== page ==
Exarch Dradkir looked to Teera, but she was as perplexed as anyone else. She had seen the arrows. She had seen Galow fall to his death, blood spurting from his neck. She had seen the lights go out.


Both Dradkir and Teera turned at the sound of the soldier’s voice. It took a moment for Teera to realise what the man was pointing at, but then she saw it. On the ground below, standing at the edge of the orbs’ light, was an elf.

It was nearly impossible to gauge the elf’s size or build, but it wore a full suit of smooth-flowing golden plate that glittered in the light of the orbs, a red cloak knotted at its shoulders. The elf held a teardrop shaped shield in its left hand that stretched from its neck to its knees, a long shafted battleaxe in its right fist.

“What’s it doing?” one of the soldiers whispered.

“Waiting,” Dradkir answered, causing the soldier who had spoken to jolt upright, straighten his back, and stare ahead. “But the more prudent question is what is it waiting for?” Dradkir stared at the elf for a moment, casting a cursory glance further along the ground. No other elves stood in the light; Teera had already checked.

“Should we wait?” Teera asked, glancing towards Dradkir.

Dradkir held Teera’s gaze for a beat. Around him, the soldiers’ erratic breaths misted in the air, their eyes fixed on the elf, their hands twitching on their bowstrings. “This is not the time to wait and see, Captain Linar. Draw and loose!”

The sound of hundreds of arrows being loosed cut through the air, and Teera watched their flight, the light from the baldír on the ground below dispelling any shadows. Anticipation knotted in her gut. The hairs on the back of her neck pricked when she saw the arrows parting before the elf, splitting like water breaking against the bow of a ship. One after another they plunged into the ground around the elf, leaving it unscathed and unmoved.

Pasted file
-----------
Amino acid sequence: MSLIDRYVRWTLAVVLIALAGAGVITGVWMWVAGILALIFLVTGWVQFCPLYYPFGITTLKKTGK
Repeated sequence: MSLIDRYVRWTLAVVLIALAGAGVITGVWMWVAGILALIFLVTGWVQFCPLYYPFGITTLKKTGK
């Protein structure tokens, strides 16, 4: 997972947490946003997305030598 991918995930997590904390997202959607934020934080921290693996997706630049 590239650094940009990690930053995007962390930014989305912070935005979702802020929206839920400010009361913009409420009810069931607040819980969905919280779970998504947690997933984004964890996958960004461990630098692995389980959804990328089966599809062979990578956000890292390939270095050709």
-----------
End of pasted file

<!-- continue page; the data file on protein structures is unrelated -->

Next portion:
Fear set like ice in her veins. She had witnessed the Spark being used countless times. She had grown up around it. She had been trained around it. But it had only ever been the mages who had wielded its power. She had seen the Battlemages rip holes through enemy lines, Healers set broken bones, Craftsmages build bridges in minutes. But she had never seen an enemy wield the power of the Spark. She had never had to face it in battle.

As Teera’s eyes remained fixed on the armoured elf, arrows studding the ground around it, more elves stepped from the fog-obscured darkness, their golden armour sparkling like stars in the white orb light. In a matter of moments, one became ten, became a hundred, became thousands.

Teera swallowed hard, her throat tightening. A shiver swept through her, starting in her chest then moving through her arms and legs, until even her fingers trembled. She could hear the shuffling of armoured feet around her, the mumbles and gasps.

“What are they waiting for?” Teera whispered, more to herself than anyone else but she saw Dradkir glance towards her, trepidation in his eyes. That worried her even more. She had never seen Dradkir so much as flinch. In fact, she had never seen any Battlemage show even the slightest hint of hesitancy.


Teera’s blood turned to ice.


She had heard that sound before, many times.


But she had never heard it come from behind enemy lines.

The air felt heavy. The night was still. Nothing but breaths and wingbeats. Then the world shook.

A blood-chilling roar ripped through the sky. Teera’s heart plunged into her stomach, her limbs stiffening. The dark erupted with a series of blazing flashes as orange-red fire poured over the ramparts, sweeping from east to west, snuffing out hundreds of lives in the blink of an eye.

It was only then Teera connected everything: why the elves had feigned the first assault and why they had waited. They were drawing us out, pulling us onto the walls.

All around her, soldiers scattered, screaming, shrieking, running for the stairs, knocking each other to their deaths. Teera stood rooted in place, her gaze fixed on the sky. There was no point in running. Two blazing orange eyes stared back at her, glistening in the light of the roaring fire as the great dragon plummeted, its jaws open wide. Wisps of flame formed in the creature’s gaping maw, flickering.

Taking a deep breath, Teera exhaled through her nose, then closed her eyes.

Heraya embrace me.